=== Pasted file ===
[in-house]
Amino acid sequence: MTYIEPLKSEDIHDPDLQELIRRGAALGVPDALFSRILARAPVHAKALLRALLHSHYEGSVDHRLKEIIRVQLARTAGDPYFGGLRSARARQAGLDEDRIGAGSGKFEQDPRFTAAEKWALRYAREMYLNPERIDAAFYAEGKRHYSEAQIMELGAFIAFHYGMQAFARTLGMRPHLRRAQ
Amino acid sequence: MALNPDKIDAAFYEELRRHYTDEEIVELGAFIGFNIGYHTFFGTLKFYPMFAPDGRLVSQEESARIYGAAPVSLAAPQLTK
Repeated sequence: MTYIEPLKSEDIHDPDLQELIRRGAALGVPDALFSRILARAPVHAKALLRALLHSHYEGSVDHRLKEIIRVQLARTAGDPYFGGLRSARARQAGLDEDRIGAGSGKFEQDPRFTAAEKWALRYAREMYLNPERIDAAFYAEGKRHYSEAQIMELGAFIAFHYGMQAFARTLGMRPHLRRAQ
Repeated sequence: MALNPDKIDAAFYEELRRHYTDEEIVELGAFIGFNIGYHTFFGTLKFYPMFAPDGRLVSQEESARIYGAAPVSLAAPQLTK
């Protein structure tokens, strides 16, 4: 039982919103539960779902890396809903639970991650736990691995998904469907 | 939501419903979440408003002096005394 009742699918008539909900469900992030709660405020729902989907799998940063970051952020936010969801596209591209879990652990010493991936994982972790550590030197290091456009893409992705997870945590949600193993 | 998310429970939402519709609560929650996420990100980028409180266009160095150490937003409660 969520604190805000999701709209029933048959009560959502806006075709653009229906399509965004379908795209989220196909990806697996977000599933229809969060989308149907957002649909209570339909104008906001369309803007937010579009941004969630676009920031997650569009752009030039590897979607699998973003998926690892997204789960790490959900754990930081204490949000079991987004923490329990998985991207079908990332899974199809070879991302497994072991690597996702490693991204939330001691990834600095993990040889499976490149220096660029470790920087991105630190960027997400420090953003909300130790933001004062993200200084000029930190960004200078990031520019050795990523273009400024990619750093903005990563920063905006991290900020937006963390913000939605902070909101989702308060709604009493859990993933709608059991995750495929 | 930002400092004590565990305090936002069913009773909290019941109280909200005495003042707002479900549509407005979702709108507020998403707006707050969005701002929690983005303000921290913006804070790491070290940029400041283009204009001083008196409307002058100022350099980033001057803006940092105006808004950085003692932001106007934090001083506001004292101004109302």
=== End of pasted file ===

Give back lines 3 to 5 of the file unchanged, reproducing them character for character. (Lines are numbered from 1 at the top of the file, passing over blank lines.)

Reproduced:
Amino acid sequence: MALNPDKIDAAFYEELRRHYTDEEIVELGAFIGFNIGYHTFFGTLKFYPMFAPDGRLVSQEESARIYGAAPVSLAAPQLTK
Repeated sequence: MTYIEPLKSEDIHDPDLQELIRRGAALGVPDALFSRILARAPVHAKALLRALLHSHYEGSVDHRLKEIIRVQLARTAGDPYFGGLRSARARQAGLDEDRIGAGSGKFEQDPRFTAAEKWALRYAREMYLNPERIDAAFYAEGKRHYSEAQIMELGAFIAFHYGMQAFARTLGMRPHLRRAQ
Repeated sequence: MALNPDKIDAAFYEELRRHYTDEEIVELGAFIGFNIGYHTFFGTLKFYPMFAPDGRLVSQEESARIYGAAPVSLAAPQLTK